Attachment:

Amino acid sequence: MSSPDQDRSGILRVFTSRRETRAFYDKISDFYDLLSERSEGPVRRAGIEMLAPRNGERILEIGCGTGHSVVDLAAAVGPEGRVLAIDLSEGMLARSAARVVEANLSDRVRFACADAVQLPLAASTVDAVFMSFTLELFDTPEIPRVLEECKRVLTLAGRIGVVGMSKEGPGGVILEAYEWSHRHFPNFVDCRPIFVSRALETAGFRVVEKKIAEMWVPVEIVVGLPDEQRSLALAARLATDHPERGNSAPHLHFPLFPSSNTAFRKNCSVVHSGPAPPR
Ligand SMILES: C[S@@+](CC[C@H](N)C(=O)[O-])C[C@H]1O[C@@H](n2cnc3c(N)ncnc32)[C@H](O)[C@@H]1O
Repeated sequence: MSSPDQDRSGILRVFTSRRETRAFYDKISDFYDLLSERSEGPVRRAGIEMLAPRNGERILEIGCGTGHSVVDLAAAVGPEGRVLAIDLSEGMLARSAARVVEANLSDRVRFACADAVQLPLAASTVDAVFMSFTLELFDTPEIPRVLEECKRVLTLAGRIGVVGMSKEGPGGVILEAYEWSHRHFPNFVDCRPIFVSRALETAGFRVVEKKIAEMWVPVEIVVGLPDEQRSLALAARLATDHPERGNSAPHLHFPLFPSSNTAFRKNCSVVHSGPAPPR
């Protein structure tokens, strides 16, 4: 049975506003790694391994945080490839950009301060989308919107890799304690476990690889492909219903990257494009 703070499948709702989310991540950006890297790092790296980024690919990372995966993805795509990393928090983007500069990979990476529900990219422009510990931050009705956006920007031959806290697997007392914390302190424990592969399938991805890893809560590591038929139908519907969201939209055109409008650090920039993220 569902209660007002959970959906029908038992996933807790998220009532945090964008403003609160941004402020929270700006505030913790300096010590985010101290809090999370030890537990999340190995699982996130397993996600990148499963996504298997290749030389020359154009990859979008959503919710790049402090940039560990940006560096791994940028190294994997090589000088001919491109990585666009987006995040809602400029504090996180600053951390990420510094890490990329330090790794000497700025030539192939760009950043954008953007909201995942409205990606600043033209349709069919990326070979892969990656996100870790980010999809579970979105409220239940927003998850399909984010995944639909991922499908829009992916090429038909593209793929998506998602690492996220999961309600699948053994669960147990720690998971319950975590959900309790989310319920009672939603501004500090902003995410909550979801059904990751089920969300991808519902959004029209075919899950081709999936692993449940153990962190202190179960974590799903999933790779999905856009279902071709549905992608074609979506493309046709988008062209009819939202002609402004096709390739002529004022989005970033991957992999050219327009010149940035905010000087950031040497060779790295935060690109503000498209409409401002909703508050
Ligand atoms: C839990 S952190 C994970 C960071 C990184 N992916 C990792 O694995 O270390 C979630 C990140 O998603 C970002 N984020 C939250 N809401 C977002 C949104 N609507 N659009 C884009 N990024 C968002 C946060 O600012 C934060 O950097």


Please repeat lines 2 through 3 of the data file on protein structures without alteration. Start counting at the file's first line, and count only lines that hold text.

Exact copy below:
Ligand SMILES: C[S@@+](CC[C@H](N)C(=O)[O-])C[C@H]1O[C@@H](n2cnc3c(N)ncnc32)[C@H](O)[C@@H]1O
Repeated sequence: MSSPDQDRSGILRVFTSRRETRAFYDKISDFYDLLSERSEGPVRRAGIEMLAPRNGERILEIGCGTGHSVVDLAAAVGPEGRVLAIDLSEGMLARSAARVVEANLSDRVRFACADAVQLPLAASTVDAVFMSFTLELFDTPEIPRVLEECKRVLTLAGRIGVVGMSKEGPGGVILEAYEWSHRHFPNFVDCRPIFVSRALETAGFRVVEKKIAEMWVPVEIVVGLPDEQRSLALAARLATDHPERGNSAPHLHFPLFPSSNTAFRKNCSVVHSGPAPPR